John and Liz Yelland: Lake Alexandra wetland
Bottle number: 73
About the water
Collected at: A wetland on the south-western shore of Lake Alexandrina, [near Point Sturt], South Australia
E: 314652, N: 6073276, Zone 54
Collected by: John and Liz Yelland
This wetland is part of my farm.
Since there was no water to collect, I have tested the soil instead, using the protocols used by the CSIRO supervised Acid Sulfate Soils monitoring program.
1 to 5 Electrical conductivity: 920 uS
pH: 5.5 (Merck strips) Slightly acidic, typical of dry surfaces around the Lakes. The vegetation and frogs don't seem to mind.
ACT Waterwatch says:
The lower lakes are under terrible threat, and having landholders with such long memories is crucial to helping us restore them (if that is even possible). While this site is pretty salty, it's certainly not the worst out there.
About the site
This wetland is part of my farm. Settled in 1862 by my great-great grandfather and family, it is part of the lands of the Ngarrindjeri people, around the shores of Lake Alexandrina, Australia's largest natural freshwater lake. They considered this part of the Lake shore to be a particularly rich place to gather freshwater mussels, swan eggs, ducks and fish. Many camp sites are nearby. My father described people coming from Raukkan (Pt Mcleay mission) in the 1920s to fish and camp.
The shore is low lying and the water level in the Lake changed depending on the flow in the Murray River. Floods were common. This particular wetland was a boggy flood-way leading to an ephemeral lagoon. Sometimes it would have had up to half a metre of water, other times it would have been dry. On the northern side of the floodway was a slightly higher piece of ground, used by the farm as grazing land. Access was difficult over the mud, so a short ford was made by the family, using logs laid side by side – a 'corduroy' road.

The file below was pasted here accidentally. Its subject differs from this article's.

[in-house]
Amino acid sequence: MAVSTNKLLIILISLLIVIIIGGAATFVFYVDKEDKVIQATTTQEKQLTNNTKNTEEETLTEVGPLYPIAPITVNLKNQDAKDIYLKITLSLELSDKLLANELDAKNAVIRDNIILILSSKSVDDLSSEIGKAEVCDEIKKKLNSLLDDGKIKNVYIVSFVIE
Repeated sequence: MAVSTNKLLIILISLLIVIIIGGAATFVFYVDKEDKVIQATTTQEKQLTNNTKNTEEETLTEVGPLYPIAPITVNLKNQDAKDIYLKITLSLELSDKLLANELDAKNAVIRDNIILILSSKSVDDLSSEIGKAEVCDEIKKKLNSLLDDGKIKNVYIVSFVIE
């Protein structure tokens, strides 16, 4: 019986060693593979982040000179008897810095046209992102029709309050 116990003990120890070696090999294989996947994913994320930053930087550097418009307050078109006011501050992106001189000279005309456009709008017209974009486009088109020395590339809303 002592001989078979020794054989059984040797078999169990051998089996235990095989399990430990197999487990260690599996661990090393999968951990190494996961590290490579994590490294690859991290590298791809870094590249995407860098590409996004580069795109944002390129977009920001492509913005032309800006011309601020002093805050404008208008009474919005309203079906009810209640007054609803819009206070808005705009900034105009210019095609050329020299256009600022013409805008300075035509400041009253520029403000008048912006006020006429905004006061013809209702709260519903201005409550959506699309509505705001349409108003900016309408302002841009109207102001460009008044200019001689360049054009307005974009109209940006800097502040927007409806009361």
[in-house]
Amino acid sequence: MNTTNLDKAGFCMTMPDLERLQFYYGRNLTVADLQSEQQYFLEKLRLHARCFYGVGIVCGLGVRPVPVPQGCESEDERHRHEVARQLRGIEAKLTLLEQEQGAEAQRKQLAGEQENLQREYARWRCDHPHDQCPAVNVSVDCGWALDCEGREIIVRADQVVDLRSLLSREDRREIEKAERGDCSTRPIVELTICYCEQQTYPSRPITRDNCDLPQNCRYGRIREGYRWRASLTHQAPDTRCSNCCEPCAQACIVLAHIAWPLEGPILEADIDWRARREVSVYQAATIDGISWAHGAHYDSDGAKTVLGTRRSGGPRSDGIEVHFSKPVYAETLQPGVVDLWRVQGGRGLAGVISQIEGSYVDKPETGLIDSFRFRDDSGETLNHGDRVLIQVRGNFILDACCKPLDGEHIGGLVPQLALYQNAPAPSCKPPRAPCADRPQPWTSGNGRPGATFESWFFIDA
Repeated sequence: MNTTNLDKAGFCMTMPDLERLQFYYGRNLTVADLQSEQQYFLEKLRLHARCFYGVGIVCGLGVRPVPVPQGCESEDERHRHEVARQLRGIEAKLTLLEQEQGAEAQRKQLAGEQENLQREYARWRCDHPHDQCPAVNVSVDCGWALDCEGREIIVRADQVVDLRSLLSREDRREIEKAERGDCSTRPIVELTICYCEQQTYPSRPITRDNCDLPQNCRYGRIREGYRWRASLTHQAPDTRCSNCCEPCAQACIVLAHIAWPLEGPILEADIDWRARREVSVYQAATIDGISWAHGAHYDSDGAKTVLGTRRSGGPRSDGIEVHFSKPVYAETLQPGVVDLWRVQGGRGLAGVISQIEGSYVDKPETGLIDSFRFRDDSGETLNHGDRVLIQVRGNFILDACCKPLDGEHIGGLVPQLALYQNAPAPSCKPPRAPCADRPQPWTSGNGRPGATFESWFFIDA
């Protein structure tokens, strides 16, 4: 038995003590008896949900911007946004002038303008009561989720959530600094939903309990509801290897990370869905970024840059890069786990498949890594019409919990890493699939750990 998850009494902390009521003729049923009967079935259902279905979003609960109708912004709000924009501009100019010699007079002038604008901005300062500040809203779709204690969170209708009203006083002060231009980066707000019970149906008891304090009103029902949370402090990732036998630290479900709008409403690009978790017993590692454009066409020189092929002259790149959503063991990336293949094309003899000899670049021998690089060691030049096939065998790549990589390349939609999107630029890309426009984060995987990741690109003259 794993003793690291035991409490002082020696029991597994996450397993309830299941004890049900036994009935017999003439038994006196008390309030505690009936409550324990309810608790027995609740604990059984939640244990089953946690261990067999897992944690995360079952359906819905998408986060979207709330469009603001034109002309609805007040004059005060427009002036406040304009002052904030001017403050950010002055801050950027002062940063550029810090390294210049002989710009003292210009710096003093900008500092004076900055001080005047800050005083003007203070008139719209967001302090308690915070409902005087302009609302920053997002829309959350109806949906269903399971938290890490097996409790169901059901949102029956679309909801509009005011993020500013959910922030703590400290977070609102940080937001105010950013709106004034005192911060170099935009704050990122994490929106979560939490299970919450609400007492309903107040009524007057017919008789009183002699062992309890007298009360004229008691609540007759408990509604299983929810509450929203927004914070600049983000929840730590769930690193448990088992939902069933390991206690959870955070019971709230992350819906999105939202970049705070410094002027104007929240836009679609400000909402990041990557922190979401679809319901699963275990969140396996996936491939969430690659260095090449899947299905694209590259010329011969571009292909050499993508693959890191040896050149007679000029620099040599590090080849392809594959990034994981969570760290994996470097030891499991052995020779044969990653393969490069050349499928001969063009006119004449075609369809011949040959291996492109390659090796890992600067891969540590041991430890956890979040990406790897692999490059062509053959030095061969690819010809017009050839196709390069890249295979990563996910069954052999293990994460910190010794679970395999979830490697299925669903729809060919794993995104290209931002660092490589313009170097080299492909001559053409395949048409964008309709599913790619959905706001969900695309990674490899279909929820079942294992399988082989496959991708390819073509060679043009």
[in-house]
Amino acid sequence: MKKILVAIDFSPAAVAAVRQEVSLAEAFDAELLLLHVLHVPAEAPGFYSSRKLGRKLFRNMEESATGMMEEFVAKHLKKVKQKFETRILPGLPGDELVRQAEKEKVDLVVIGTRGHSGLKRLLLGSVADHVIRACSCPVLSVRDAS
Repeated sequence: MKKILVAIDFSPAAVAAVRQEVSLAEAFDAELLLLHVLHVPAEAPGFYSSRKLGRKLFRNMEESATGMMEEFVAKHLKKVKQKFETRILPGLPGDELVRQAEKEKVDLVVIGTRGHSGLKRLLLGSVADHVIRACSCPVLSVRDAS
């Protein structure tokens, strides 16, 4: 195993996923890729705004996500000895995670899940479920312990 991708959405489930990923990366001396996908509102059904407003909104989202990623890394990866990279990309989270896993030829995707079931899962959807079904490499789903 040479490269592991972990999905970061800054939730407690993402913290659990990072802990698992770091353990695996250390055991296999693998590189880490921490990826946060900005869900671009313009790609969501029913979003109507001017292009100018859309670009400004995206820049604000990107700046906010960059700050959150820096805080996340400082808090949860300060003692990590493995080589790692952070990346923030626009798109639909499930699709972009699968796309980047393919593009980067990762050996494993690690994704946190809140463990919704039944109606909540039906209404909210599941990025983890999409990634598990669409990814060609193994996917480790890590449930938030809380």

All this was flooded by the completion of the Barrage system across the Murray Mouth in 1940. The Lake level rose to a new 'pool' level of about 750 mm above sea level, and was maintained there by the operation of the gates in the barrages.
The reason for this was the ever-increasing salinity of the Lake water. Having moved to the area in the 1850s to 1870s for the fresh water supply and abundant vegetation on the Lakes, the early settlers were dismayed to find the water becoming more salty as the river flows were reduced by the then-new irrigation schemes and diversions to towns in Victoria and New South Wales. Despite the ending of the 'federation' drought, things had not improved in the Lower Lakes. By 1912, parliamentary inquiries had begun to decide on a solution. The locks, weirs and barrages were being built, to control the flow.
The new Lake level and return of regular fresh water in 1940 was a boon to the local farmers who embraced the irrigation of pastures with gusto. All seemed to be well. However, in 1981, the Murray Mouth closed due to lack of river flow. By 2006, the Lake level was noticeably reduced. By 2007-8 it was very low. In 2009, it reached more than a metre below sea level. It now seems that it might die, becoming a vast salt lake.
The receding waters left a vast plain of mud and dead shell fish. On this I found the remains of the 'corduroy' road. Gradually, the mud has naturally grown reeds, grasses and other vegetation. This year, there was sufficient rain to fill this area with water to ~200 mm. Again, it became an ephemeral wetland. A boggy mud and vegetation became a home for a vast chorus of frogs and many thousands of tadpoles. The herons flew in, the terns hovered. The frogs survived.
I had hoped to collect some water, but the fierce heat of the last couple of weeks has dried it out, so the sample bottle contains only some damp sand.
What's going on:
The Lake shore is generally naturally vegetating. That is certainly the case in this area where there has been no attempt at planting or aerial seeding.
There are plans to do a lot of planting of natives mainly to control wind erosion and to assist in the reduction of acid production by the drying soils.
Regular supervised monitoring of acid sulfate soils is being done at more than 30 sites around the Lakes. This site is near one of them.
The main problem I have is feral cattle eating the grass and disturbing the ground. The shoreline of the Lake is gradually being fenced to stop stock wandering, but this has only recently started in earnest.
Further active vegetation planting near this area, on the exposed Lake bed, by the local Landcare group, is planned for next year.